11 December 2014
Developments in transportation, rather than in manufacturing and agriculture, sparked American growth in the first half of the 19th century; moreover, it was the booming railroad industry, the country massive turnpikes, and the canals promoting water travel that sparked American growth in the first half of the 19th century. Railroads had been in the making for years, and they just kept improving, thus improving the ease of news spread and travel throughout the United States. The turnpikes going from city to city brought ease in trading goods and transportation. In addition, the canals, such as the Erie Canal, promoted the thought of water travel leading to many key inventions and vehicles. Although developments in manufacturing and agriculture had a profound effect upon American economic growth in the first half of the nineteenth century, developments in transportation had a larger effect, as well as serving as the catalyst for the developments in manufacturing and agriculture.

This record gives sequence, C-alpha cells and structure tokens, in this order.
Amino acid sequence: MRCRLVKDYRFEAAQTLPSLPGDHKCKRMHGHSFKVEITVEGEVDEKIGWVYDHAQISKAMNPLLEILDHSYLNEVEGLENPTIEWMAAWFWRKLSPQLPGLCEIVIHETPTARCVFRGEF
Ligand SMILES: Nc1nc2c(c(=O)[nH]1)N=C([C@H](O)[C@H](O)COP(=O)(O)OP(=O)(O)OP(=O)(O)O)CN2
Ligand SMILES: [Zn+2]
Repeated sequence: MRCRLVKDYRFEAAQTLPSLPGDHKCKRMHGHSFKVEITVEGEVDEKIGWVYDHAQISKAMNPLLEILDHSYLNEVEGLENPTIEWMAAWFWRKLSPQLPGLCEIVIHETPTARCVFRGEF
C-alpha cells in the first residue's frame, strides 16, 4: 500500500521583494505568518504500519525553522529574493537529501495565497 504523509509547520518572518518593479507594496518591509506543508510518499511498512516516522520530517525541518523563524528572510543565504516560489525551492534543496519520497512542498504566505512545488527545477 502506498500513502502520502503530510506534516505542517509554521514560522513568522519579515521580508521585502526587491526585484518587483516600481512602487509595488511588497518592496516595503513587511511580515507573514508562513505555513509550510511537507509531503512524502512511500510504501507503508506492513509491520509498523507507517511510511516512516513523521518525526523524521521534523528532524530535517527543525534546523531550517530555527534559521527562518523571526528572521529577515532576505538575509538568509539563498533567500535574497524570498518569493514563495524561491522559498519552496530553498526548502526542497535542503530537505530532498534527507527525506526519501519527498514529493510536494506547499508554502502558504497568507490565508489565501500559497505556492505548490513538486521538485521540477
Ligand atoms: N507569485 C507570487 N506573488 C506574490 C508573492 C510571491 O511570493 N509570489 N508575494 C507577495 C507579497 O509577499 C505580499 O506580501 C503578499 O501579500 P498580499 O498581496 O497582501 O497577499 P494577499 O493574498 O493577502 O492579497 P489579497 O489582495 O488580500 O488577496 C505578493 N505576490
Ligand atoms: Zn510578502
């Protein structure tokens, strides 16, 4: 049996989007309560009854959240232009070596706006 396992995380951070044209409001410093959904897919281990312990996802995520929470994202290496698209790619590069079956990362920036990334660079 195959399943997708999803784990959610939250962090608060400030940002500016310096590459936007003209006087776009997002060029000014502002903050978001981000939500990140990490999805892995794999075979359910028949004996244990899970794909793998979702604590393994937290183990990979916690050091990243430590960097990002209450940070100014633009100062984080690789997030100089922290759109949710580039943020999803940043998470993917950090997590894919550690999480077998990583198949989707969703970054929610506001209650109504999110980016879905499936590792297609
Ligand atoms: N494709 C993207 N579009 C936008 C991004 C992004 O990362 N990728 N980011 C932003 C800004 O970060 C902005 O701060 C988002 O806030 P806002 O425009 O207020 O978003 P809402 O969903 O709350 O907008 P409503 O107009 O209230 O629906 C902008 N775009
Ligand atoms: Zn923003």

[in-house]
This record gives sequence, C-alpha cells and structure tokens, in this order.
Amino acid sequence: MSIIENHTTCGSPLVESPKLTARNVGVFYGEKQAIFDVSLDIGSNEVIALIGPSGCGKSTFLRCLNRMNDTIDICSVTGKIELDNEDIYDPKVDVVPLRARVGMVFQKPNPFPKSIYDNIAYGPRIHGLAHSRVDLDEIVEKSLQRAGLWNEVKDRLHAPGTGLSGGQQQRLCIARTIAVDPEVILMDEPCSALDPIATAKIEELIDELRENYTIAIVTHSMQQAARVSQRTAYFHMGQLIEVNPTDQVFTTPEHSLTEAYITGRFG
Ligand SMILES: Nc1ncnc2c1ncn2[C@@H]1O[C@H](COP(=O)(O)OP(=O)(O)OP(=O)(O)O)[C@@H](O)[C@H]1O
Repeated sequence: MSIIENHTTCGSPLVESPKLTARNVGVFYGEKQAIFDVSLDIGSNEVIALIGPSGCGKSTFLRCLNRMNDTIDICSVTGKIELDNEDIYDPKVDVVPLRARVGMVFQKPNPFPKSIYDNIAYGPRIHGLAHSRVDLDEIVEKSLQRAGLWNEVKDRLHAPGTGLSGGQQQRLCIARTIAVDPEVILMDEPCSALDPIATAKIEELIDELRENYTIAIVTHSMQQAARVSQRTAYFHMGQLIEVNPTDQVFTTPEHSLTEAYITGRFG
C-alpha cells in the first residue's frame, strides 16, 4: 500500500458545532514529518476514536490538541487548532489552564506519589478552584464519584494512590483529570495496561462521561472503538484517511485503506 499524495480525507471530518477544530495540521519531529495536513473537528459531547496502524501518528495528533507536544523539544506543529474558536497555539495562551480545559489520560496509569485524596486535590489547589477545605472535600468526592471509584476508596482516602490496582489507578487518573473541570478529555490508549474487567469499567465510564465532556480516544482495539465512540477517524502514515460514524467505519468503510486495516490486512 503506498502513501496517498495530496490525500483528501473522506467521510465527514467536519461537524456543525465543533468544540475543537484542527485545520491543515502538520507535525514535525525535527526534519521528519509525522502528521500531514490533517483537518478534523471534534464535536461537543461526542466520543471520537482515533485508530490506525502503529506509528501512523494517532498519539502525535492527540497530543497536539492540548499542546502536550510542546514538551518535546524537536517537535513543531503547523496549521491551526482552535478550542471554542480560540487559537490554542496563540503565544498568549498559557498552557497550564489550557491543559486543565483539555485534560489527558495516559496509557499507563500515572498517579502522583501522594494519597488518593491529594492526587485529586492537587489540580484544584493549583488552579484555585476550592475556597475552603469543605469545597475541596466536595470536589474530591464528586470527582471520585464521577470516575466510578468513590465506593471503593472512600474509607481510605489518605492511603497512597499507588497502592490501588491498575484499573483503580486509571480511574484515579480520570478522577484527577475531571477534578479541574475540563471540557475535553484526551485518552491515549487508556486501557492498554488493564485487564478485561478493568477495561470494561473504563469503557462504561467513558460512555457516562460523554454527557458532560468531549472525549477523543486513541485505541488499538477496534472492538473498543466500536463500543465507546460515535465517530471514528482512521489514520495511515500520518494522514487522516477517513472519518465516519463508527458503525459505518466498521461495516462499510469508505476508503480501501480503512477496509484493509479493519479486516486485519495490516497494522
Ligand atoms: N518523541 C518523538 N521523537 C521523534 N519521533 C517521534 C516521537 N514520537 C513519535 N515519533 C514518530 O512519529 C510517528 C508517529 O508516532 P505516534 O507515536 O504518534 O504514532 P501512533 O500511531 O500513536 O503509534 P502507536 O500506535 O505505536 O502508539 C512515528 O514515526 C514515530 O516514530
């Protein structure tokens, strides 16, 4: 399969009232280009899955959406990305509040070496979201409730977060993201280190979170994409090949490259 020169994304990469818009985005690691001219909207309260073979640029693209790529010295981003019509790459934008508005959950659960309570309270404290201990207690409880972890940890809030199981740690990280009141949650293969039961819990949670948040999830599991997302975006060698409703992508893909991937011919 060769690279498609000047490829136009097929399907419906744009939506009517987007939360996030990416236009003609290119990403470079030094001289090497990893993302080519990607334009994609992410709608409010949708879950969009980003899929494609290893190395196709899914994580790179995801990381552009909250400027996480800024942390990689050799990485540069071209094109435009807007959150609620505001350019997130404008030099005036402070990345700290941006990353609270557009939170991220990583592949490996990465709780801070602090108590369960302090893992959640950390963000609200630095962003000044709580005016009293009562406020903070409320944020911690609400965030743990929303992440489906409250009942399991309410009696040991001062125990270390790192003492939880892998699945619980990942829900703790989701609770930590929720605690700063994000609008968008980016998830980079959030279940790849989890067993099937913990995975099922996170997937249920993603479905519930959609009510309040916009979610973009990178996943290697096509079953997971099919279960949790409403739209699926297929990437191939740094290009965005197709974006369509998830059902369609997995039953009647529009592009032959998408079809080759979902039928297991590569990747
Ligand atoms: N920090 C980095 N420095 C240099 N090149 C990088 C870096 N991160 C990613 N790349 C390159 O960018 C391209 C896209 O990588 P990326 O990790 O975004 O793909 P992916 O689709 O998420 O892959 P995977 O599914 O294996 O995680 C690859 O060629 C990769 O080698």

Railroads made the west accessible. They encouraged the migration and settlement of the western United States. Because of the railroads assisting people in moving out west, a need formed for new agricultural methods and tools to farm in the new environment. The Gold Rush in California only grew so popular due to the railroads bringing ease of travel to people heading out west. The Railroad industry also opened up the western areas of the United States to business, industry, and trade. It continued to influence developments of industry, so more products could be made, shipped, and sold. The railroad system also created the demand for new modes of communication, such as the telegraph, because there was more distance to cover, thus opening a whole new market in the communication industry. One of the most important achievements the railroad’s brought to the United States was the introduction of time zones to accommodate for the...
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